Still it may be argued on behalf of Dr. DeKoven and the ritualists, that this is a merely speculative opinion, especially as the Doctor explicitly disavows a belief in transubstantiation. But unfortunately the practical results of this belief, are identical with the practical results of transubstantiation, and the difference is merely speculative and nugatory as between his belief and that of the Church of Rome. For the acts of adoration, addressed to the Presence in the elements on the altar, are precisely those addressed by the members of the Church of Rome to the host, and none other. This localisation of the Presence, implies an arrangement of the service, with lights, vestments, prostrations, non-communicant adorations, a reserved sacrament, processions of Corpus Christi, and all other incidents with which the attendants upon Roman Catholic worship are familiar, and which are foreign to our own "use." It implies an offering of Christ by the priest for the living and the dead ¿ it implies, in every respect, what the ritualists call it, the mass, and not the holy communion.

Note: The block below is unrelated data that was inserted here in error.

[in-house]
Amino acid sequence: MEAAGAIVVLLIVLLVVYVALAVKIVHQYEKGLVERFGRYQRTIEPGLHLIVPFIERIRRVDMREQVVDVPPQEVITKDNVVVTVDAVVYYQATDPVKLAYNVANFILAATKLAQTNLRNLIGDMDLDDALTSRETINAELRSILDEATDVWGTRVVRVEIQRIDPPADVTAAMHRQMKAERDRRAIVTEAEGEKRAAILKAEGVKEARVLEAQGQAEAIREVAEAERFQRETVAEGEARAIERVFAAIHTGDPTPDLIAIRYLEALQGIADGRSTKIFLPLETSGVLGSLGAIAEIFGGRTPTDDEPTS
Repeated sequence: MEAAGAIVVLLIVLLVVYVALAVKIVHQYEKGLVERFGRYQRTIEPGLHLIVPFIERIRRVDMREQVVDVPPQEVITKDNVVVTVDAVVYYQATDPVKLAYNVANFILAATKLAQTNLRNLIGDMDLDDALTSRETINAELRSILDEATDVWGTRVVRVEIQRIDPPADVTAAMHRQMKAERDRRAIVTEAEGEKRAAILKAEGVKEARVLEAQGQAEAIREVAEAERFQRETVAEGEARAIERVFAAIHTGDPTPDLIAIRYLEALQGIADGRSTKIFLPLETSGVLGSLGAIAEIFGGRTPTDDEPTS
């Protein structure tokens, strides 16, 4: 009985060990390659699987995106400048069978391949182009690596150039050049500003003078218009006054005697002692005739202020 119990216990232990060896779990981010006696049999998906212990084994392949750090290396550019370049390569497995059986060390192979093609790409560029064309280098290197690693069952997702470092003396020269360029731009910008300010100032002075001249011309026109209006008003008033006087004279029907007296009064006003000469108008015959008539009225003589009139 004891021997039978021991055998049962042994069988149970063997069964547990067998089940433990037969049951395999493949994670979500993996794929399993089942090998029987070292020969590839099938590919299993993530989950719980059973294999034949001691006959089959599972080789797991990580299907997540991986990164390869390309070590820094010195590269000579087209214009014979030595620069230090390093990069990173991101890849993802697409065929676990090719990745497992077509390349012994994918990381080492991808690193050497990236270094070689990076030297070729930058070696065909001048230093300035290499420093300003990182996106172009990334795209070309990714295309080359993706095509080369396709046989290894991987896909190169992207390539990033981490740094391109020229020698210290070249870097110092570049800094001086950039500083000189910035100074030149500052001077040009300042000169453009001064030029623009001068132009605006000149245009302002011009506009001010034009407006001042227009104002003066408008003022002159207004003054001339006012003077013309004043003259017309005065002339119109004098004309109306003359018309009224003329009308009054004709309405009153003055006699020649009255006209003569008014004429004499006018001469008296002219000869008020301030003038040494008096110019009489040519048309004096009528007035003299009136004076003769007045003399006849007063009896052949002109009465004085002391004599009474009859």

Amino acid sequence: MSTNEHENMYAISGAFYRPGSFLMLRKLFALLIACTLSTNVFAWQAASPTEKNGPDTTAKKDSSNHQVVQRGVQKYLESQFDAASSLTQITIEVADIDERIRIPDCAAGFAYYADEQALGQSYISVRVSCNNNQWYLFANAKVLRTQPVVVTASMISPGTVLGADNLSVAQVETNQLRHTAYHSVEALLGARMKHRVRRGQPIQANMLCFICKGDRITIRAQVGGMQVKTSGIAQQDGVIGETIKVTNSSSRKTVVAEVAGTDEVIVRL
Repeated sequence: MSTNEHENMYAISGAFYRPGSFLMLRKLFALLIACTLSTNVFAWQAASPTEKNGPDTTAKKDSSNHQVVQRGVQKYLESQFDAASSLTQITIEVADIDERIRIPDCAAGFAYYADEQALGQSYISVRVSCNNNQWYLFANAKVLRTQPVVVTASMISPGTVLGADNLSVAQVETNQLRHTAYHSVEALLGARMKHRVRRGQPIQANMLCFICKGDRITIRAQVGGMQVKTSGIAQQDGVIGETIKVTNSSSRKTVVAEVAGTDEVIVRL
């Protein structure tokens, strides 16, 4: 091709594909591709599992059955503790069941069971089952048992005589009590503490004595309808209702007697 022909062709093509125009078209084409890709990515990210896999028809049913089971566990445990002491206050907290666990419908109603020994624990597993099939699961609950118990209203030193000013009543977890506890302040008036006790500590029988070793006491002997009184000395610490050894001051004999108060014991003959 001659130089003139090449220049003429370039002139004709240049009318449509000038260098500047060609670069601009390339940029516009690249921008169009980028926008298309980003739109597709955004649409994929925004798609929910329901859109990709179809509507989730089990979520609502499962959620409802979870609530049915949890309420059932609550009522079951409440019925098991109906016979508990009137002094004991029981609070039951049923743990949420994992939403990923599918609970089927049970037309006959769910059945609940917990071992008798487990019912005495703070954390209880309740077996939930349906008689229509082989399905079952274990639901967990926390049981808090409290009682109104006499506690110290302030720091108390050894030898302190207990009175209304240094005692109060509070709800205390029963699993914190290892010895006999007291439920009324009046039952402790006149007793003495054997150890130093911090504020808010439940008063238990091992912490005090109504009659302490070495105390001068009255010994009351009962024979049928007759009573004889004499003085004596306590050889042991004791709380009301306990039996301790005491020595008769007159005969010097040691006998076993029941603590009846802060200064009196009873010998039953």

Dr. DeKoven, again, is known to recommend and practice auricular confession. In this also, he and his party make a distinction to ward off the charge of Romanizing, which is void of any practical result in distinguishing his theology from that of Rome. The distinction he makes is, that Confession with him is voluntary, while with the Romanist it is enforced. But if Confession be of that advantage which Dr. DeKoven and the Ritualistic party, with the Church of Rome, believe, they cannot consistently and conscientiously rest until they have made it enforced and not voluntary. For to leave their flocks without so great a benefit, for the want of its enforcement, must be, according to their view, a dereliction of duty. Their position with respect to the confessional is only provisional, and the "advanced" man in this direction, must necessarily be an "advancing" man, until he stands fairly and squarely with the Church of Rome.